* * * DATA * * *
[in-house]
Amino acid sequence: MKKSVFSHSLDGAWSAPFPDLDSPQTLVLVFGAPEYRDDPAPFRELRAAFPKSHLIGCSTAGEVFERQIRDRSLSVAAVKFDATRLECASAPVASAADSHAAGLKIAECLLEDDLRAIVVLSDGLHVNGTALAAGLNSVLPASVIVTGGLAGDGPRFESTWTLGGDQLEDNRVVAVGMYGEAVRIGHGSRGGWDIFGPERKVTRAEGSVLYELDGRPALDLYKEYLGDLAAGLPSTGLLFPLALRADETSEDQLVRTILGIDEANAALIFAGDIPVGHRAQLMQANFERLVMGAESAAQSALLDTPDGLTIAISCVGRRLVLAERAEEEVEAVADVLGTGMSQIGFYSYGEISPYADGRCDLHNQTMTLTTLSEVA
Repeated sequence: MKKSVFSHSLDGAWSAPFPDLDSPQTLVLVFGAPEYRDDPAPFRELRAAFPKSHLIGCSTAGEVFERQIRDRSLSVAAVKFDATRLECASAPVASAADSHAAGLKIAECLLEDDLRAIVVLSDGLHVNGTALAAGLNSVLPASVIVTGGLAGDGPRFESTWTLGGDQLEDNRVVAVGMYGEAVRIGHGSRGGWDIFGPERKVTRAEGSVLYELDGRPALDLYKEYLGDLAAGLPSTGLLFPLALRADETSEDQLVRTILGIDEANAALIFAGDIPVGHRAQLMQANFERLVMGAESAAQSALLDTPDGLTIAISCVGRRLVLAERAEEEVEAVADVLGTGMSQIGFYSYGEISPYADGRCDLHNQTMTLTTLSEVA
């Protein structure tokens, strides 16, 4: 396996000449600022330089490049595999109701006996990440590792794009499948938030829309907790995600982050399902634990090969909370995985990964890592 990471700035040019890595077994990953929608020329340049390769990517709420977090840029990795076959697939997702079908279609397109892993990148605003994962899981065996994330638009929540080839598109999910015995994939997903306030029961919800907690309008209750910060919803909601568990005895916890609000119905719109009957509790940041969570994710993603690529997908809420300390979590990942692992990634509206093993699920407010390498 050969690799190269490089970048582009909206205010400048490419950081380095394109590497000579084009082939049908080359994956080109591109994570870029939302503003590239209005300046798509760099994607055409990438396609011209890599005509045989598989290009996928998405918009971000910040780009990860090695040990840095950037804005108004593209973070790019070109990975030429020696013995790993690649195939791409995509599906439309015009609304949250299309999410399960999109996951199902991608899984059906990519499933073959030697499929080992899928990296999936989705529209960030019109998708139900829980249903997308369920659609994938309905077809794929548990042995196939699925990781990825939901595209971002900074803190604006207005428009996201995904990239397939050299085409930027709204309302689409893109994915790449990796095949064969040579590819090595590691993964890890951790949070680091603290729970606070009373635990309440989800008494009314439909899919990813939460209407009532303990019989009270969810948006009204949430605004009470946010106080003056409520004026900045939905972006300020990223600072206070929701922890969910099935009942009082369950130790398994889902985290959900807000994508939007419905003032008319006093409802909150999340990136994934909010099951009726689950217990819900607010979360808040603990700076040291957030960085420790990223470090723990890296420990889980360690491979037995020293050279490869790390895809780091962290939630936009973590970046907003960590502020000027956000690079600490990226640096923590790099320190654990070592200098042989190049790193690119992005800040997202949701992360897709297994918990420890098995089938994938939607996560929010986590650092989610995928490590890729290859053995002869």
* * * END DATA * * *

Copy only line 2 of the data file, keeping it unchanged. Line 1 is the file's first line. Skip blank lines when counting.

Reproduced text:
Amino acid sequence: MKKSVFSHSLDGAWSAPFPDLDSPQTLVLVFGAPEYRDDPAPFRELRAAFPKSHLIGCSTAGEVFERQIRDRSLSVAAVKFDATRLECASAPVASAADSHAAGLKIAECLLEDDLRAIVVLSDGLHVNGTALAAGLNSVLPASVIVTGGLAGDGPRFESTWTLGGDQLEDNRVVAVGMYGEAVRIGHGSRGGWDIFGPERKVTRAEGSVLYELDGRPALDLYKEYLGDLAAGLPSTGLLFPLALRADETSEDQLVRTILGIDEANAALIFAGDIPVGHRAQLMQANFERLVMGAESAAQSALLDTPDGLTIAISCVGRRLVLAERAEEEVEAVADVLGTGMSQIGFYSYGEISPYADGRCDLHNQTMTLTTLSEVA